A few columns ago I talked about user behavior on the results page and compared it to a shopping mall. In recent eye tracking studies, we’ve seen that several factors can create barriers or “walls” in this mall that can keep traffic from ever finding your listing.
First of all, a quick recap of traffic flow in the search “mall.” Visitors enter in the upper left, scan down four or five listings, and consider them as a group. Then, depending on the information scent found in the listing group, they either click on a listing, continue scanning elsewhere on the page, or relaunch their search. The important thing to remember is that humans naturally want a few options to consider, so they will make a judgment on the overall relevance of the results set based on the scent found in this initial group. If they see 3 or 4 listings that appear relevant, the overall quality of the results set will be reinforced. If there’s only one or no returns relevant to their intent in this top group, they may likely write off the entire results set and relaunch their search. Your success on the results page is largely dependent on the company you keep.
But the top to bottom, left to right scanning, typically in an F pattern, can be disrupted by “holes” or other visual elements on the page. In this column, I wanted to touch on a few of these.
Distinctions in results
The human eye can quickly determine similarity or variance in the type of listings provided. We may not take the time to read labels, but mentally, we start grouping similar elements on the page into “chunks” for further consideration.
The sequence in which we scan these chunks depends on where they’re located and also where we’ve been conditioned to expect the greatest scent. So, we can pick up that top sponsored results are grouped together, as are the right rail sponsored ads. We can usually determine where the organic listings start without having to spend a lot of time orienting ourselves. We instinctively know our way around a search results page pretty quickly.
As we start to divide the page into these “chunks,” we usually make decisions about the relevance to our intent as a group based on a quick scent scan. We spend most of our time scanning in the areas where we usually find the best results, in the upper left. Therefore, scanning on the right rail or further down the page is less frequent and more cursory. On the right rail especially, we may tend to look at the top listing and if it’s not relevant, we’ll pass judgment on all the ads in this real estate, deciding they’re all not relevant.
We tend to scan “chunks” as groups, and once we’re done with a chunk, even if its scent has been judged with a cursory glance, we usually don’t retrace our steps. We move on to other chunks or launch a new search.
The division of the page, even with subtle design and font variations, can introduce the first set of walls. We subdivide the page into sections — top ads, organic listings, right rail ads — and mentally we build walls separating them. We may pass through the walls once, but once we do this, we don’t tend to go back.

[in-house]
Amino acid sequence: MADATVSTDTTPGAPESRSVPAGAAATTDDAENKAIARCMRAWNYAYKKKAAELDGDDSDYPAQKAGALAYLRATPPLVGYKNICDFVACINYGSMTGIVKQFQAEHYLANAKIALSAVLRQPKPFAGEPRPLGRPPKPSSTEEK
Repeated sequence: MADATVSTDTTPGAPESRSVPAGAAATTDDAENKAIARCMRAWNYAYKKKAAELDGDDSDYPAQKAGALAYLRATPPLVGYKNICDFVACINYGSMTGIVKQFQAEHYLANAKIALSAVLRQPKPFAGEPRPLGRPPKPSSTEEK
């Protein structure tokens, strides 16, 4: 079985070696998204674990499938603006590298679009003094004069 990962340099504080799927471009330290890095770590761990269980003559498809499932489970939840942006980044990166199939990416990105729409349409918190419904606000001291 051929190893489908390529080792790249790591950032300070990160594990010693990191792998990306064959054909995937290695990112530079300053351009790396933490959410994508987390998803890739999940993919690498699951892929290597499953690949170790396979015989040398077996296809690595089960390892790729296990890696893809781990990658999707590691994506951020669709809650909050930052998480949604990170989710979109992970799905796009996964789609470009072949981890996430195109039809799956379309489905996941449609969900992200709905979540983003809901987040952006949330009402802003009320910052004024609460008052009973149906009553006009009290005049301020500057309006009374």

Graphics on the page
Thumbnails, whether they be video or image results, come with one common characteristic. They tend to have straight edges. And the human eye’s need for a sense of order tends to take a straight edge and make a wall out of it.
We extend them out to create mental boundaries to help us navigate the page. Quite often, this will restrict scanning going down beyond the graphic, depending on where it sits in the result set. We saw this quite dramatic effect in the eye tracking tests we ran on Universal results on Google.
Other design elements that can introduce walls are background boxes and thin rules that set off distinct sections of the page. Although these are usually subtle, the human eye picks them up quickly and they act as subconscious guides as we “chunk” out the page.
The Wikipedia Effect
A rather surprising result came out in some recent eye tracking we did. Non-relevant results can act as significant barriers to further scanning, even if they appear in the Golden Triangle. Google’s ongoing love affair with Wikipedia results seems to be a notable example of this effect.
For many many searches, including some commercial ones, Google tends to bring Wikipedia results back in the top organic results. If Wikipedia information is not what you’re looking for, these listings can act as a significant scanning barrier, as users get frustrated and cease scanning further down the page. My feeling is that Google users are getting frustrated with the ubiquity of Wikipedia for so many searches, and the inclusion of a Wikipedia result immediately triggers frustration and curtails scanning below it.
Now, it depends on where the Wikipedia result shows, and, of course, the intent of the user. Look at the example shown, for the keyword “servers”.
If the intent is commercial, e.g., someone looking for product information on servers, a Wikipedia entry is the last thing you want to see. The inclusion of this listing as the number one organic entry would likely signal the death of this particular results page as a search “mall.” Upon seeing the Wikipedia entry, we would pass judgment on the entire organic results set as being non relevant and would likely launch a refined search. If the Wikipedia result were further down, say in the number 3 or 4 organic spot, the impact would be much less damaging to user retention.
The appearance of walls in the search results page can have a dramatic impact on scanning behaviors. If your keywords tend to appear on results pages that are magnets for Universal results, many different types of results, or Wikipedia, you should plan your search real estate strategies accordingly.
Opinions expressed in the article are those of the guest author and not necessarily Search Engine Land.